As the mirror 28 continues to rotate, beam 16 continues to scan across the surface 34 so that its reflection leaves detector 40 and eventually reaches the position indicated at 16", which is at an angle θ'1 from the vertical and which produces a reflected beam which will fall on the surface of a second detector 48, also spaced from the scanning mirror 28. Detector 48 is similar to detector 40, and is a conventional photocell which will produce on its output lines 50 an electrical impulse upon receipt of the light beam 16". The beam passes through an aperture plate 52 and a converging lens 54 before striking detector 48, as previously explained. Again, the angle of reflection of beam 16" is equal to θ'2 +θ'3 , as indicated in FIG. 1.
It will be apparent from the foregoing that continuous rotation of mirror 28 about axis 29 will cause the beam 16 repetitively to scan across the surface 34 from left to right, as viewed in FIG. 1, the reflection of the beam striking detectors 40 and 48 in sequence, producing corresponding spaced output pulses on lines 42 and 50. The timing of these output pulses will depend upon the speed of rotation of the mirror 28 and upon the magnitude of the angles θ1 and θ'1. In turn, the magnitude of these angles at the time the output pulses are produced will depend upon the distance Y between the scanning source 28 and the surface 34 as well as upon the spacing between the axis 29 and the detectors 40 and 48, indicated in FIG. 1 by the distances X and X', respectively. If the detectors 40 and 48 lie in a plane common to the axis 29, if that plane is parallel to the surface 34, and if the distances X and X' between the axis 29 and detectors 40 and 48, respectively, are equal, then the angles θ1 and θ'1 will be equal, the angles θ2 and θ'2 will be equal, the angles θ3 and θ'3 will be equal, and the distance Y can be calculated as a function of the time delay between the pulse produced on line 42 and the pulse produced on line 50.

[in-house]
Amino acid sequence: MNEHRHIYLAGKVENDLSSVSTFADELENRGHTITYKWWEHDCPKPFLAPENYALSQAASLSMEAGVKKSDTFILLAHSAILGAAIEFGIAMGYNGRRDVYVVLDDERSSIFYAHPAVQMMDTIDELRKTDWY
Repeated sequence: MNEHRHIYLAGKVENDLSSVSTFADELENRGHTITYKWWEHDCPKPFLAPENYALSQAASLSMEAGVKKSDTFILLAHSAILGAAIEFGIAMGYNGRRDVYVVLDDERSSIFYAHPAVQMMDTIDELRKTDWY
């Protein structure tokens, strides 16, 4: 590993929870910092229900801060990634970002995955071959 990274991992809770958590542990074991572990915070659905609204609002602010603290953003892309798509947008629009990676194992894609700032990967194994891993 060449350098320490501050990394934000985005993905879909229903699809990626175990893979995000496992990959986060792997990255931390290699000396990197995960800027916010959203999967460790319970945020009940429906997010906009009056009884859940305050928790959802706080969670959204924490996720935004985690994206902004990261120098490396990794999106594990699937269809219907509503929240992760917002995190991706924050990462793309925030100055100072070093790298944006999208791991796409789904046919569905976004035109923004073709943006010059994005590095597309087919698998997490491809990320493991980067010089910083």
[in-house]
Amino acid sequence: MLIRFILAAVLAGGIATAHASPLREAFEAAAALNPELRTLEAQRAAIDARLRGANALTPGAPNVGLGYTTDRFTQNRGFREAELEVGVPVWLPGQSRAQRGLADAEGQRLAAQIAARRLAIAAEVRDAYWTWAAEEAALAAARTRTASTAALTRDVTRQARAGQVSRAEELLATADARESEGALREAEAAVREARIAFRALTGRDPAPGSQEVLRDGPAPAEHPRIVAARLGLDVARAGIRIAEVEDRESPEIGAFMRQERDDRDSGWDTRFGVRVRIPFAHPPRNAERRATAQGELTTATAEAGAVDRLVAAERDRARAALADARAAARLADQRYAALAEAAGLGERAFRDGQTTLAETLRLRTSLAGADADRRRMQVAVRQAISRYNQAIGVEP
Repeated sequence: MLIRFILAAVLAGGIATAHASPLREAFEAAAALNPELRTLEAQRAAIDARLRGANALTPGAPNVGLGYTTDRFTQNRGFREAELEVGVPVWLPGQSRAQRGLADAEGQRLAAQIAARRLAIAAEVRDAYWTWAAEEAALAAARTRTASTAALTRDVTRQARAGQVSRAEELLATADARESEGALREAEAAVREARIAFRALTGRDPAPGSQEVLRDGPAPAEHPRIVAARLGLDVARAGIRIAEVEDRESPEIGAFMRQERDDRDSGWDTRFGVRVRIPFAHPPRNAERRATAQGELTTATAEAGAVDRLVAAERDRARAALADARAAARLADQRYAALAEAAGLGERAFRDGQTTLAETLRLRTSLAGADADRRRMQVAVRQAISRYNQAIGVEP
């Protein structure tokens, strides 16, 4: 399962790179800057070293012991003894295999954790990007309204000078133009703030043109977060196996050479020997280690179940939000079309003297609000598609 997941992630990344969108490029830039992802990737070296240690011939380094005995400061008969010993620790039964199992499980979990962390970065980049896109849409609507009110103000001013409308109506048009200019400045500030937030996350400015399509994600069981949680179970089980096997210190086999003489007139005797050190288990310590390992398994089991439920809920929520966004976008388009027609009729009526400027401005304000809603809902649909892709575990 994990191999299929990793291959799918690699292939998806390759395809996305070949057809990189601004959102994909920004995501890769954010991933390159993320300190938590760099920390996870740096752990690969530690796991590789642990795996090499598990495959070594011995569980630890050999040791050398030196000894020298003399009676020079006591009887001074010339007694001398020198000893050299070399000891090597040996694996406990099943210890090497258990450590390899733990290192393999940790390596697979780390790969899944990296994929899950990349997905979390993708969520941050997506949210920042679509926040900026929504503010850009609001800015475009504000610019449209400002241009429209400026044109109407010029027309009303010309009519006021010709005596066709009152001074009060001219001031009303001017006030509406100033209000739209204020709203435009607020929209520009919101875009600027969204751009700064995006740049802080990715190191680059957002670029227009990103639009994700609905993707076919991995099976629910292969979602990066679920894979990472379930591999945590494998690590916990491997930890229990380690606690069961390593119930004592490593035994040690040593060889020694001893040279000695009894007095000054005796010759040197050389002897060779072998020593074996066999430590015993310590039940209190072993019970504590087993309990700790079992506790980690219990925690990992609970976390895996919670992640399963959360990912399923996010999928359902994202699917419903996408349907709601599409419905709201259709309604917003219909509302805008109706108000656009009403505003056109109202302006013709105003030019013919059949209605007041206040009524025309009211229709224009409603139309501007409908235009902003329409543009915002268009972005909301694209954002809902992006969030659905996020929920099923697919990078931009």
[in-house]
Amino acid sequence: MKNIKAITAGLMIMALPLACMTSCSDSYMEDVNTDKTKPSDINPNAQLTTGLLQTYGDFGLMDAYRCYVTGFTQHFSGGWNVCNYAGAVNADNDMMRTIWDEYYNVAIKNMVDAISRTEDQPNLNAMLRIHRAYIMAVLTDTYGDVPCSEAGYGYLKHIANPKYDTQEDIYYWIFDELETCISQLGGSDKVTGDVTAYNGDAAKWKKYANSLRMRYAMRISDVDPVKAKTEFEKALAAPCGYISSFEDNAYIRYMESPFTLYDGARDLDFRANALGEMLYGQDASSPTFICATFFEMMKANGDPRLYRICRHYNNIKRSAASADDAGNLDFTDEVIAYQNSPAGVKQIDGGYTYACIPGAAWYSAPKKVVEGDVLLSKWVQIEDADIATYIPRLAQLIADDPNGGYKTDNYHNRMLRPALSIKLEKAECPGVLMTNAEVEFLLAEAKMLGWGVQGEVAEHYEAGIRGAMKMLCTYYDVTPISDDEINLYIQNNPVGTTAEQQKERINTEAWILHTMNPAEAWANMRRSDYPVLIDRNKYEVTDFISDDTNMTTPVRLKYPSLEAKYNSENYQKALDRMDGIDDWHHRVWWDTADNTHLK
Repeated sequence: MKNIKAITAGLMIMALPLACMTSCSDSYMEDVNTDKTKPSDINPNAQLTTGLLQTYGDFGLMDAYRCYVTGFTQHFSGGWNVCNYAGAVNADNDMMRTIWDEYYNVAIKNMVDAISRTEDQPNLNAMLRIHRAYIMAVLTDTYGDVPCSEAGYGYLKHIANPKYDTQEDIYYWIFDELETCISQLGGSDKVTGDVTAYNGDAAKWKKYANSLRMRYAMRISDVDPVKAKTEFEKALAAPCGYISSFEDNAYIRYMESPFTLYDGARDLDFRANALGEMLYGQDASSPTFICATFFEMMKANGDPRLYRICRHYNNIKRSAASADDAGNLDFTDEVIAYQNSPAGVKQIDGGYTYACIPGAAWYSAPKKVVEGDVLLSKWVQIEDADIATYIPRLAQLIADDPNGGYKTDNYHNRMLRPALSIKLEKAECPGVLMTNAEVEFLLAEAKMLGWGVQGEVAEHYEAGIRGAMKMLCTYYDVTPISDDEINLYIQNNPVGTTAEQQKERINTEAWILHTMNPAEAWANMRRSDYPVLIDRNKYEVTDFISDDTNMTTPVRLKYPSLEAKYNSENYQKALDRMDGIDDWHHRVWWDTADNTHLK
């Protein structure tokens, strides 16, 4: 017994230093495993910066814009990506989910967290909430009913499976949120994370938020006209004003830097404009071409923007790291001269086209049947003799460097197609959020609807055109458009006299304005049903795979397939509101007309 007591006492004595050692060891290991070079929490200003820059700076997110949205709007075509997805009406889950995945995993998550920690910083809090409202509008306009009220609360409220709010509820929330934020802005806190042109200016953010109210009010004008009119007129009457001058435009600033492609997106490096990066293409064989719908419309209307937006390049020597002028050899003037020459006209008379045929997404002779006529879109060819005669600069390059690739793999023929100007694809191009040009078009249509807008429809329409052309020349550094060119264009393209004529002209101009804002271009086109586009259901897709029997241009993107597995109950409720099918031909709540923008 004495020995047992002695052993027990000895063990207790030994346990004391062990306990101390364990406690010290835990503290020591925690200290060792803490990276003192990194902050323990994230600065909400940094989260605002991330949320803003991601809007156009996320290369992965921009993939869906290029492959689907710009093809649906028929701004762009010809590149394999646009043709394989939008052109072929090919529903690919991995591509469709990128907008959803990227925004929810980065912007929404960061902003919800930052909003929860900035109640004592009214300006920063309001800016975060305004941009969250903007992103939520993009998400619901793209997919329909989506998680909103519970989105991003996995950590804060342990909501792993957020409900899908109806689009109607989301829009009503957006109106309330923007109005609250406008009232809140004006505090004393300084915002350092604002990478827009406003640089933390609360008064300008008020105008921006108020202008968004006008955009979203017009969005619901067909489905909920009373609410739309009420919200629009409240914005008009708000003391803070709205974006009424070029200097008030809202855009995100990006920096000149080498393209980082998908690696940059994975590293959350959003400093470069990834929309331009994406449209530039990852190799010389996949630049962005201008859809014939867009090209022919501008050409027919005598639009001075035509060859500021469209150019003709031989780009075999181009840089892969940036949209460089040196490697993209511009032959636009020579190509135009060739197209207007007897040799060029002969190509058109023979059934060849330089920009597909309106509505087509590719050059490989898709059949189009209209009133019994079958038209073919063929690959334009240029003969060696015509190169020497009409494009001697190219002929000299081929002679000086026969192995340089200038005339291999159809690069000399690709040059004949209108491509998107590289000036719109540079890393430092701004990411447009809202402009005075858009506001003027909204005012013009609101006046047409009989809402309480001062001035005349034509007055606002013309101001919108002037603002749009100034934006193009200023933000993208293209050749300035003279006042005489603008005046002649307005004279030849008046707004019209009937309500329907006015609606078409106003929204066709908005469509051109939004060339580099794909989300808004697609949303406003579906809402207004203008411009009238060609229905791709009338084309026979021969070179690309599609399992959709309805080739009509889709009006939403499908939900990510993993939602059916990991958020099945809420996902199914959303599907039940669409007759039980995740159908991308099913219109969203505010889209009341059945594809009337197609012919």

The arrangement illustrated in FIG. 1 in effect provides two depth measurements for the surface 34 during each revolution of mirror 28 so that greater accuracy is obtained. This double measurement of the surface level tends to average out perturbations in the surface due to the effects of ripples, waves, bubbles, or the like, while high speed, continuous scanning of the beam provides a large number of measurements in a short period of time to further reduce the effects of such perturbations. In order to obtain the necessary accuracy, however, it is important that the beam 16 be scanned in a plane which is perpendicular to the surface 34. For convenience in measurement, the detectors 40 and 48 should lie in a plane parallel to surface 34 and should be spaced equidistantly on opposite sides of the axis 29 of the scanning mirror.
Although the scanning mirror 28 is indicated as being mounted on the shaft of a motor for rotation, it will be apparent that scanning can be achieved by oscillation of the mirror rather than rotation, without departing from the basic features of the present invention. Furthermore, although the detectors are shown as being on opposite sides of the rotating mirror, it may be desirable to place the detectors to one side of the scanning source. This arrangement would, of course, change the angles of reflection at which beams 16' and 16" strike detectors 40 and 48, respectively, and thus would change the relationship of the output signals from these two detectors to the depth Y of the surface 34. Accordingly, the preferred form of the invention is illustrated in FIG. 1, with a rotating mirror 28.